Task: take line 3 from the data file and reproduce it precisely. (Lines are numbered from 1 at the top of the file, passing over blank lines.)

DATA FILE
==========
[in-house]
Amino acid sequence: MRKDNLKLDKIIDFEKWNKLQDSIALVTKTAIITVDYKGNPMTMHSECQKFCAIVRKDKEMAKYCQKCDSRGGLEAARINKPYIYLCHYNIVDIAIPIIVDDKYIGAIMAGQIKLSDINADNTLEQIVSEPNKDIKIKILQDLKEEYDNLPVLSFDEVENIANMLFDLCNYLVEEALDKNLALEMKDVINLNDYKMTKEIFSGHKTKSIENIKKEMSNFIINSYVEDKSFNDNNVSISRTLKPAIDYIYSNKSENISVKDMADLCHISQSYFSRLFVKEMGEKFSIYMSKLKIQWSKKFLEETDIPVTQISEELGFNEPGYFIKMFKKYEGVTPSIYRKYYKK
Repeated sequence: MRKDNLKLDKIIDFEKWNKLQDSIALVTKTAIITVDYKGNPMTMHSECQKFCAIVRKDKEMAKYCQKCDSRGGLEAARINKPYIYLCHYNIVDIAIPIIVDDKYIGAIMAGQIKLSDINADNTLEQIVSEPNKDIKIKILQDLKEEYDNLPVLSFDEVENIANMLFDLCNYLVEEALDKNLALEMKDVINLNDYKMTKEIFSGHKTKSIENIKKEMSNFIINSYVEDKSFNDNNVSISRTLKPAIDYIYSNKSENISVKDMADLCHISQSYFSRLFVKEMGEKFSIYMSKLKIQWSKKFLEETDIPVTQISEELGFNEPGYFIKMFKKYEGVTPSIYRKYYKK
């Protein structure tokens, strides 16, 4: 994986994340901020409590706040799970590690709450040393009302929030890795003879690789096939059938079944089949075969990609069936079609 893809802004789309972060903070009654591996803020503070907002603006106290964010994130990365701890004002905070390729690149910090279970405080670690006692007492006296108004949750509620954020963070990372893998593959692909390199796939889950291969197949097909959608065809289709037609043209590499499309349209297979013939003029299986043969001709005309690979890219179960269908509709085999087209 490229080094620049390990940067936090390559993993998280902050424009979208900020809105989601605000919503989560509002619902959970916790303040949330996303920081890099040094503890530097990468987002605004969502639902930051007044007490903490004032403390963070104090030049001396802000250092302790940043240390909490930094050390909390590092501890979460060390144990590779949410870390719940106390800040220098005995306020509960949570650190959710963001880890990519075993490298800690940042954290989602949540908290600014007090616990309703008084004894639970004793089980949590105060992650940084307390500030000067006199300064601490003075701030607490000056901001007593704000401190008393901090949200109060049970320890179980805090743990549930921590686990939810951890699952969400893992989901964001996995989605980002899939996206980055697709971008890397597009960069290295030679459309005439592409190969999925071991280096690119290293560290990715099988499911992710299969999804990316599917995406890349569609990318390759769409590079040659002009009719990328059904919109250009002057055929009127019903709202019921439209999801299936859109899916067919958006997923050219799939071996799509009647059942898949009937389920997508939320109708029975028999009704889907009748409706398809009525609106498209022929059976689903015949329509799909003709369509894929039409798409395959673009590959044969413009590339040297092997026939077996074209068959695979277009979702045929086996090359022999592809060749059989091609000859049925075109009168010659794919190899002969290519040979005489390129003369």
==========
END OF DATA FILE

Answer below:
Repeated sequence: MRKDNLKLDKIIDFEKWNKLQDSIALVTKTAIITVDYKGNPMTMHSECQKFCAIVRKDKEMAKYCQKCDSRGGLEAARINKPYIYLCHYNIVDIAIPIIVDDKYIGAIMAGQIKLSDINADNTLEQIVSEPNKDIKIKILQDLKEEYDNLPVLSFDEVENIANMLFDLCNYLVEEALDKNLALEMKDVINLNDYKMTKEIFSGHKTKSIENIKKEMSNFIINSYVEDKSFNDNNVSISRTLKPAIDYIYSNKSENISVKDMADLCHISQSYFSRLFVKEMGEKFSIYMSKLKIQWSKKFLEETDIPVTQISEELGFNEPGYFIKMFKKYEGVTPSIYRKYYKK